It’s lazy politics — don’t fall for it

OPINION PIECE

Should gang members receive a benefit? I responded to the latest Gisborne Herald poll on this question in the affirmative and I want to explain my perspective.

Suggesting that we withhold financial support to possible “gang members” is merely a cynical and populist ploy on the part of Simon Bridges and the rest of the National Party. Sadly, such populism will appeal to those among us who find it easier to blame the victims of our dysfunctional society, rather than doing some proper thinking and real work to look more deeply into the causal factors of the behaviour of some of our most vulnerable people, too often Maori, Pasifika and the young.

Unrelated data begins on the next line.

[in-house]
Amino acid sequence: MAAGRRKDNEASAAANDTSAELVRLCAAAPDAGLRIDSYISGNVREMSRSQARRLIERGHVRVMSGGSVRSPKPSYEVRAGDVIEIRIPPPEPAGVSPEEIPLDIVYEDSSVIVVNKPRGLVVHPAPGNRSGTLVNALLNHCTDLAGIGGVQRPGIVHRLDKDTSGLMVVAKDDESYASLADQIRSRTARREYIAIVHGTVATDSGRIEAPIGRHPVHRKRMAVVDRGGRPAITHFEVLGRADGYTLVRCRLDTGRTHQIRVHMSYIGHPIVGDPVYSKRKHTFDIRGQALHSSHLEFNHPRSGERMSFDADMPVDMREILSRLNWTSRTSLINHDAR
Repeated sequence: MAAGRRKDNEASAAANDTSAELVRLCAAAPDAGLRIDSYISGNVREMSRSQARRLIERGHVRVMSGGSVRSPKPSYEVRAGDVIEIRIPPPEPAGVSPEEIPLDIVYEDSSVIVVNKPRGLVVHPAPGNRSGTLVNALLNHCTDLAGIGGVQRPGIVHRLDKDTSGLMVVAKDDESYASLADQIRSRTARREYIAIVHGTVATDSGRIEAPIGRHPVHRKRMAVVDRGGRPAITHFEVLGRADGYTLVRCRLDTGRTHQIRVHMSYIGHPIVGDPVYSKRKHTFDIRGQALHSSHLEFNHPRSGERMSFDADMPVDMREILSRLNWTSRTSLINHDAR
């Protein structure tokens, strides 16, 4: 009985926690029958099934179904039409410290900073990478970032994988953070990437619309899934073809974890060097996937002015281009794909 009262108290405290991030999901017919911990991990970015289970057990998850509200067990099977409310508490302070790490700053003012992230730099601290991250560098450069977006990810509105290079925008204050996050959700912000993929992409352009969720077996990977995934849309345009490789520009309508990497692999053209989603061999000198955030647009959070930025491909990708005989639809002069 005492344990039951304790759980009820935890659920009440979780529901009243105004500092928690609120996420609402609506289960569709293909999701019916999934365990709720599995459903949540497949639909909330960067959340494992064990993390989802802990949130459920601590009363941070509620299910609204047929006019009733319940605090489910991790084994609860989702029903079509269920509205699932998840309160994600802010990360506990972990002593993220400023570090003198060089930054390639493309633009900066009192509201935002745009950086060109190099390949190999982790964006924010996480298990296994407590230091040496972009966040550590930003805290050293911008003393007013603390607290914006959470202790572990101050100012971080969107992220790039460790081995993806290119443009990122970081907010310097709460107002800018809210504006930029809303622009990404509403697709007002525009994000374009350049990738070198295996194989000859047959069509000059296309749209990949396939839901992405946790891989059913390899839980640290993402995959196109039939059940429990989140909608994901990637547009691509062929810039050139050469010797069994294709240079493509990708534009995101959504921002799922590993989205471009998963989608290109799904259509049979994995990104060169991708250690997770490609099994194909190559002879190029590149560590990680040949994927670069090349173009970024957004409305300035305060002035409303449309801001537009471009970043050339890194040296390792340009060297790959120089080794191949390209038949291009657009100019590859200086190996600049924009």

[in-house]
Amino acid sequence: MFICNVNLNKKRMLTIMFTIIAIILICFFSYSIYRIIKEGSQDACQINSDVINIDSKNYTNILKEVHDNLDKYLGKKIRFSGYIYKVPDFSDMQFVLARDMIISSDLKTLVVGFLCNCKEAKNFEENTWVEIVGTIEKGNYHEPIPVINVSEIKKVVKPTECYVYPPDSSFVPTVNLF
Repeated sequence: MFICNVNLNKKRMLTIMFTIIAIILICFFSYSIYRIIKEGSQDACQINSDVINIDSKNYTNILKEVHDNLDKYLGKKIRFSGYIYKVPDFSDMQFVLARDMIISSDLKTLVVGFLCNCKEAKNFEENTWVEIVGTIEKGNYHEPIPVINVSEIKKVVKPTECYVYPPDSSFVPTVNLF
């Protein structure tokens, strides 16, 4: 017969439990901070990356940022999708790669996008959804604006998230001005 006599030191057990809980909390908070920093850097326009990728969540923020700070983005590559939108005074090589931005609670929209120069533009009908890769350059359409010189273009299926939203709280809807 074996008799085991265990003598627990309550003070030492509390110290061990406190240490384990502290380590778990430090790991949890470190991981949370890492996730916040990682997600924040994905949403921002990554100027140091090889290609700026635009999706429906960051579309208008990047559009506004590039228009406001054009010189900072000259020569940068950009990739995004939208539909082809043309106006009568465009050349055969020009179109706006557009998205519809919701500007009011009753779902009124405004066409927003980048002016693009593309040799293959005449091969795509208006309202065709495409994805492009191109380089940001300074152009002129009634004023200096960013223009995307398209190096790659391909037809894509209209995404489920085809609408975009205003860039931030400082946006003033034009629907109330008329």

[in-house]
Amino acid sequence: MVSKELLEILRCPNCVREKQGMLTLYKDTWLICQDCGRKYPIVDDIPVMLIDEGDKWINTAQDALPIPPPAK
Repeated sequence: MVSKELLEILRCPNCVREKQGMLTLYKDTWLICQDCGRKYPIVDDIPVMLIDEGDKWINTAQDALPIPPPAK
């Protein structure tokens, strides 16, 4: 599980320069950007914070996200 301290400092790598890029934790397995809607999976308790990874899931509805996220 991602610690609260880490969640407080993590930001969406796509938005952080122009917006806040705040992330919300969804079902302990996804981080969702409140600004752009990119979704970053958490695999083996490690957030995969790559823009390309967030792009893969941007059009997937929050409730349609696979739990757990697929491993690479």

Bridges is doing what Trump has done — play the race card, play on people’s fears, blame the vulnerable, ignore history and reality, and push the myth of meritocracy. Such political machinations won’t get us too far. Consumerism, racism, the idea of individuals rising or falling based on their personal merits, poverty, hopelessness and market-driven neo liberalism are some of the real reasons we have such an unequal society now. Not a few poor, sad souls who wear blue or red or some other kind of patch or strange get-up and swagger around trying to seem powerful.
Make no mistake, they are not strong or powerful, they are hurt, sad, needing our help and our love. Walk in their shoes, what was/is their life like compared to your own? Just saying . . .
Unless one has been living under a rock lately, you will have read or watched the recent inquiry into abuse of children and some disabled people while in state or church-run care facilities. It would be fair to say that some if not many of our past, present and future gang members passed through the brutal hands of the people running these institutions. Some of us may have helped put them there . . .